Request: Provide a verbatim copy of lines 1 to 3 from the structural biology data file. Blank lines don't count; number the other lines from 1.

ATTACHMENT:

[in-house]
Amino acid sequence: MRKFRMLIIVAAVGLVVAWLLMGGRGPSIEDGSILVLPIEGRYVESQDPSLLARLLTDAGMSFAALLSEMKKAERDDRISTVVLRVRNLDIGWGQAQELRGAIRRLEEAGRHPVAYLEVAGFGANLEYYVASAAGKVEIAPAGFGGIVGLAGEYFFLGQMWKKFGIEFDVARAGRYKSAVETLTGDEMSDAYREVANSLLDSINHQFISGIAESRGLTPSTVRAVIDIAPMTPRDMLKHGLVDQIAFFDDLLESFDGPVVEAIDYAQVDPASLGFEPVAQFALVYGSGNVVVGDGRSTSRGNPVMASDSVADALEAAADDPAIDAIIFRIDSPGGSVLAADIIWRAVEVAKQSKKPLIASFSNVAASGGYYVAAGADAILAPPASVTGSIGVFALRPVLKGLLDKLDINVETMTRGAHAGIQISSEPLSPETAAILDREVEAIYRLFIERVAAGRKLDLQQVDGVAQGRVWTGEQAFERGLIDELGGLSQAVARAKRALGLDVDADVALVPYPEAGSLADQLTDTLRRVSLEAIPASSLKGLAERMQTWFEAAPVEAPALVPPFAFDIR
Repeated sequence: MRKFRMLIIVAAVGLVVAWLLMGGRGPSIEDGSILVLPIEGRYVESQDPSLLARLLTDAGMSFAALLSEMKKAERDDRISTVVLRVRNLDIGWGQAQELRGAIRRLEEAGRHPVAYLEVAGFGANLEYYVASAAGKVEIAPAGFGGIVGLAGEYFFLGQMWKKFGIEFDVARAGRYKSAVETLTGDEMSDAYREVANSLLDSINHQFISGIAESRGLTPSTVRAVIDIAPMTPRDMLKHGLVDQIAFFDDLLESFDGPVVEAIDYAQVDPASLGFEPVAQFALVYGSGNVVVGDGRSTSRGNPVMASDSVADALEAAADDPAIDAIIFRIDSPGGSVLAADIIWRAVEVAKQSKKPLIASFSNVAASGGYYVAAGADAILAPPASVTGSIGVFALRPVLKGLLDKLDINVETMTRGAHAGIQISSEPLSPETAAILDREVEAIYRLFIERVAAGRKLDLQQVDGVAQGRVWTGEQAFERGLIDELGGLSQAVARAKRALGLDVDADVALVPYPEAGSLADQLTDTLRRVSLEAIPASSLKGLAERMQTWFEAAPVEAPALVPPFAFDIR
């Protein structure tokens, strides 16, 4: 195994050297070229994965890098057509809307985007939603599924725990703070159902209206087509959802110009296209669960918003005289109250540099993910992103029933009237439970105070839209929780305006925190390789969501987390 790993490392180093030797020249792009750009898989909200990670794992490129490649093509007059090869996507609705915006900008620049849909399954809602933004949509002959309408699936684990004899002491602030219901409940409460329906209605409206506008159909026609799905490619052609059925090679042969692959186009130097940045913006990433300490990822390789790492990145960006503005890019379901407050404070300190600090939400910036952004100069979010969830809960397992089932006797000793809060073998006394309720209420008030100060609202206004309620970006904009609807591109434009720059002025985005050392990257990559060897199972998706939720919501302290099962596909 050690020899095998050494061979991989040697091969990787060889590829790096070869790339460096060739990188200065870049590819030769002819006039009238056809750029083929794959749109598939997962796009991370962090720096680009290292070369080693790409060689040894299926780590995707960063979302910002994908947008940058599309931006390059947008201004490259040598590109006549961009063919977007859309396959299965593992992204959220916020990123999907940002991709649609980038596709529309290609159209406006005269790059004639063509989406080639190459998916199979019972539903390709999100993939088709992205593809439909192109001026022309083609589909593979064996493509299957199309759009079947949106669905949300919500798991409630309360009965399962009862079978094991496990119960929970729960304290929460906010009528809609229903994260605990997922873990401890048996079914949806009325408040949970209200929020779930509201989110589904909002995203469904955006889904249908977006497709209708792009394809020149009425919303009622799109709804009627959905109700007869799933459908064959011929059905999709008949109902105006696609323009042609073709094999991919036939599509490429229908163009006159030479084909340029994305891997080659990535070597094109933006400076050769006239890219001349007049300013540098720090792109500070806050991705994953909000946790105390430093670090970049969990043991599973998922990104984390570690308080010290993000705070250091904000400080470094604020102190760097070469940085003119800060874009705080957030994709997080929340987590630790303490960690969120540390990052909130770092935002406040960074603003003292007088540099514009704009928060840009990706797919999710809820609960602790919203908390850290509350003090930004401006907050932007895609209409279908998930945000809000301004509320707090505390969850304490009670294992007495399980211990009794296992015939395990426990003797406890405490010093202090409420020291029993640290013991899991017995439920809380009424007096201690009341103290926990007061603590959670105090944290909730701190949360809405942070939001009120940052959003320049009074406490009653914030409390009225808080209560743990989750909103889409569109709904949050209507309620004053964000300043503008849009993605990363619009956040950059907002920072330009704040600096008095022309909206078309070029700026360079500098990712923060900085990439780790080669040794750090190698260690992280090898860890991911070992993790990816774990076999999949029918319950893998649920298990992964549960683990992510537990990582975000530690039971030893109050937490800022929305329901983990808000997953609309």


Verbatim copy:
[in-house]
Amino acid sequence: MRKFRMLIIVAAVGLVVAWLLMGGRGPSIEDGSILVLPIEGRYVESQDPSLLARLLTDAGMSFAALLSEMKKAERDDRISTVVLRVRNLDIGWGQAQELRGAIRRLEEAGRHPVAYLEVAGFGANLEYYVASAAGKVEIAPAGFGGIVGLAGEYFFLGQMWKKFGIEFDVARAGRYKSAVETLTGDEMSDAYREVANSLLDSINHQFISGIAESRGLTPSTVRAVIDIAPMTPRDMLKHGLVDQIAFFDDLLESFDGPVVEAIDYAQVDPASLGFEPVAQFALVYGSGNVVVGDGRSTSRGNPVMASDSVADALEAAADDPAIDAIIFRIDSPGGSVLAADIIWRAVEVAKQSKKPLIASFSNVAASGGYYVAAGADAILAPPASVTGSIGVFALRPVLKGLLDKLDINVETMTRGAHAGIQISSEPLSPETAAILDREVEAIYRLFIERVAAGRKLDLQQVDGVAQGRVWTGEQAFERGLIDELGGLSQAVARAKRALGLDVDADVALVPYPEAGSLADQLTDTLRRVSLEAIPASSLKGLAERMQTWFEAAPVEAPALVPPFAFDIR
Repeated sequence: MRKFRMLIIVAAVGLVVAWLLMGGRGPSIEDGSILVLPIEGRYVESQDPSLLARLLTDAGMSFAALLSEMKKAERDDRISTVVLRVRNLDIGWGQAQELRGAIRRLEEAGRHPVAYLEVAGFGANLEYYVASAAGKVEIAPAGFGGIVGLAGEYFFLGQMWKKFGIEFDVARAGRYKSAVETLTGDEMSDAYREVANSLLDSINHQFISGIAESRGLTPSTVRAVIDIAPMTPRDMLKHGLVDQIAFFDDLLESFDGPVVEAIDYAQVDPASLGFEPVAQFALVYGSGNVVVGDGRSTSRGNPVMASDSVADALEAAADDPAIDAIIFRIDSPGGSVLAADIIWRAVEVAKQSKKPLIASFSNVAASGGYYVAAGADAILAPPASVTGSIGVFALRPVLKGLLDKLDINVETMTRGAHAGIQISSEPLSPETAAILDREVEAIYRLFIERVAAGRKLDLQQVDGVAQGRVWTGEQAFERGLIDELGGLSQAVARAKRALGLDVDADVALVPYPEAGSLADQLTDTLRRVSLEAIPASSLKGLAERMQTWFEAAPVEAPALVPPFAFDIR